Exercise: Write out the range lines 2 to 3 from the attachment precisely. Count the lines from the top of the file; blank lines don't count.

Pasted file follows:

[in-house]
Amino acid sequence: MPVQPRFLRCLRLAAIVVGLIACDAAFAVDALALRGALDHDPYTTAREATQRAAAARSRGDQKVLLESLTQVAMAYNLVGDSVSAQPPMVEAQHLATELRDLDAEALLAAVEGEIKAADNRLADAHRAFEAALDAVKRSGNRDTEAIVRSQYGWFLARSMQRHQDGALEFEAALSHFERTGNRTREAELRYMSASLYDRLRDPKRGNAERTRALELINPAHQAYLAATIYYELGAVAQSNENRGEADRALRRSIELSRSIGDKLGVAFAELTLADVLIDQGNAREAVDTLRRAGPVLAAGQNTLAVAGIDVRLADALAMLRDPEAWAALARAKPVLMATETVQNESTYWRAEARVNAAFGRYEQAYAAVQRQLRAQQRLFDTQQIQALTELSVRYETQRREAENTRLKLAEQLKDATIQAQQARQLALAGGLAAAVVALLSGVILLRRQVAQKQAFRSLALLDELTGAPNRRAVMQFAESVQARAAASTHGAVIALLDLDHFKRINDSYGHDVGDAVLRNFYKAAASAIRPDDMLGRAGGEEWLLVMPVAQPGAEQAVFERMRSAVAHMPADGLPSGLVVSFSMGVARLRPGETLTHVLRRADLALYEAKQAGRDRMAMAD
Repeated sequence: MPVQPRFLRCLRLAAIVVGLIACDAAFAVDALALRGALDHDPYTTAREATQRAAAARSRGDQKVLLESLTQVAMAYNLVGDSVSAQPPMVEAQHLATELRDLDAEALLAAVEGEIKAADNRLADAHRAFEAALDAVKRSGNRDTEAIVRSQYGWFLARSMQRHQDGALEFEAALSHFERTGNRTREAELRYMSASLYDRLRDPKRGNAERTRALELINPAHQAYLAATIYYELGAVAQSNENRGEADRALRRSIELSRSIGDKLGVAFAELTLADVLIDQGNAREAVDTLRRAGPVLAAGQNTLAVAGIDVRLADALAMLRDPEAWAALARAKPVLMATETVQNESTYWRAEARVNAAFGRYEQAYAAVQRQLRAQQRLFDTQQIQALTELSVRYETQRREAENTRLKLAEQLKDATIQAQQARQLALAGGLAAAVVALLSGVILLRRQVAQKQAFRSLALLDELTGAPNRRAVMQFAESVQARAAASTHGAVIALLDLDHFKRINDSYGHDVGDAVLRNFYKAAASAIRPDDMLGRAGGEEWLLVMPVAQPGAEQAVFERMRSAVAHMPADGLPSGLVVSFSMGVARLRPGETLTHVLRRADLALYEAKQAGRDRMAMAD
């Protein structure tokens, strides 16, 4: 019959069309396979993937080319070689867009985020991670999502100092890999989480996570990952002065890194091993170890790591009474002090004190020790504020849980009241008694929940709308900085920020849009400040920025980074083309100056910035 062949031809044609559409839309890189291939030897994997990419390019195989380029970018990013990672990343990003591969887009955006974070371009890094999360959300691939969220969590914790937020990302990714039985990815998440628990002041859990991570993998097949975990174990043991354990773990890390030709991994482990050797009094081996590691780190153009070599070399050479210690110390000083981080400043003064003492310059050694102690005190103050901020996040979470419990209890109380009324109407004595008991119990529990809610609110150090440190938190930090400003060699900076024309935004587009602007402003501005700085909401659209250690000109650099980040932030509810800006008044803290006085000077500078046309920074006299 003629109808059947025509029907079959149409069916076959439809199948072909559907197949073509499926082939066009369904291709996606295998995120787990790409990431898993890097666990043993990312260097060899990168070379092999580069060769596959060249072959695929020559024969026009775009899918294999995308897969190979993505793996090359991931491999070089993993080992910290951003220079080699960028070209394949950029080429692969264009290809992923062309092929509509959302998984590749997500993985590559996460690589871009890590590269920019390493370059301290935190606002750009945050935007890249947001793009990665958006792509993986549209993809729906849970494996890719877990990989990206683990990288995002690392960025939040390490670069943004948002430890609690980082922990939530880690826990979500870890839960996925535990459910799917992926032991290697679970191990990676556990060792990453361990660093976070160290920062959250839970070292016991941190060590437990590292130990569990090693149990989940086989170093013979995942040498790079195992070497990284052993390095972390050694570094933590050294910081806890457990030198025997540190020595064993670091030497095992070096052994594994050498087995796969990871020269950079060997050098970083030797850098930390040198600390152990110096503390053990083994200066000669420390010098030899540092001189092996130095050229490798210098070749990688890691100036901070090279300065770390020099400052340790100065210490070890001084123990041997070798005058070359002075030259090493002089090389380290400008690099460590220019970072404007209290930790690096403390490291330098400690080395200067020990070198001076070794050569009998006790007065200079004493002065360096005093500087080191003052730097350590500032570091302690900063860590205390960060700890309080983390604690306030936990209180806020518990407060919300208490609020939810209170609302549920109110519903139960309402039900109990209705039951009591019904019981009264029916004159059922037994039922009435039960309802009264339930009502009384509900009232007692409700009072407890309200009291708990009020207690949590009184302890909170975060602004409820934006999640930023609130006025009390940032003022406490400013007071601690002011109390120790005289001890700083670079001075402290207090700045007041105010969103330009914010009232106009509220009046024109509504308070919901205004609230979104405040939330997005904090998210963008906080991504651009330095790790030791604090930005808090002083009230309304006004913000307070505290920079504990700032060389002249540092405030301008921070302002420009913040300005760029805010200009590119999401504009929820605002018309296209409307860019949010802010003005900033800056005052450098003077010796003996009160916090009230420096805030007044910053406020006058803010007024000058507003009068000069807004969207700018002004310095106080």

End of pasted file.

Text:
Amino acid sequence: MPVQPRFLRCLRLAAIVVGLIACDAAFAVDALALRGALDHDPYTTAREATQRAAAARSRGDQKVLLESLTQVAMAYNLVGDSVSAQPPMVEAQHLATELRDLDAEALLAAVEGEIKAADNRLADAHRAFEAALDAVKRSGNRDTEAIVRSQYGWFLARSMQRHQDGALEFEAALSHFERTGNRTREAELRYMSASLYDRLRDPKRGNAERTRALELINPAHQAYLAATIYYELGAVAQSNENRGEADRALRRSIELSRSIGDKLGVAFAELTLADVLIDQGNAREAVDTLRRAGPVLAAGQNTLAVAGIDVRLADALAMLRDPEAWAALARAKPVLMATETVQNESTYWRAEARVNAAFGRYEQAYAAVQRQLRAQQRLFDTQQIQALTELSVRYETQRREAENTRLKLAEQLKDATIQAQQARQLALAGGLAAAVVALLSGVILLRRQVAQKQAFRSLALLDELTGAPNRRAVMQFAESVQARAAASTHGAVIALLDLDHFKRINDSYGHDVGDAVLRNFYKAAASAIRPDDMLGRAGGEEWLLVMPVAQPGAEQAVFERMRSAVAHMPADGLPSGLVVSFSMGVARLRPGETLTHVLRRADLALYEAKQAGRDRMAMAD
Repeated sequence: MPVQPRFLRCLRLAAIVVGLIACDAAFAVDALALRGALDHDPYTTAREATQRAAAARSRGDQKVLLESLTQVAMAYNLVGDSVSAQPPMVEAQHLATELRDLDAEALLAAVEGEIKAADNRLADAHRAFEAALDAVKRSGNRDTEAIVRSQYGWFLARSMQRHQDGALEFEAALSHFERTGNRTREAELRYMSASLYDRLRDPKRGNAERTRALELINPAHQAYLAATIYYELGAVAQSNENRGEADRALRRSIELSRSIGDKLGVAFAELTLADVLIDQGNAREAVDTLRRAGPVLAAGQNTLAVAGIDVRLADALAMLRDPEAWAALARAKPVLMATETVQNESTYWRAEARVNAAFGRYEQAYAAVQRQLRAQQRLFDTQQIQALTELSVRYETQRREAENTRLKLAEQLKDATIQAQQARQLALAGGLAAAVVALLSGVILLRRQVAQKQAFRSLALLDELTGAPNRRAVMQFAESVQARAAASTHGAVIALLDLDHFKRINDSYGHDVGDAVLRNFYKAAASAIRPDDMLGRAGGEEWLLVMPVAQPGAEQAVFERMRSAVAHMPADGLPSGLVVSFSMGVARLRPGETLTHVLRRADLALYEAKQAGRDRMAMAD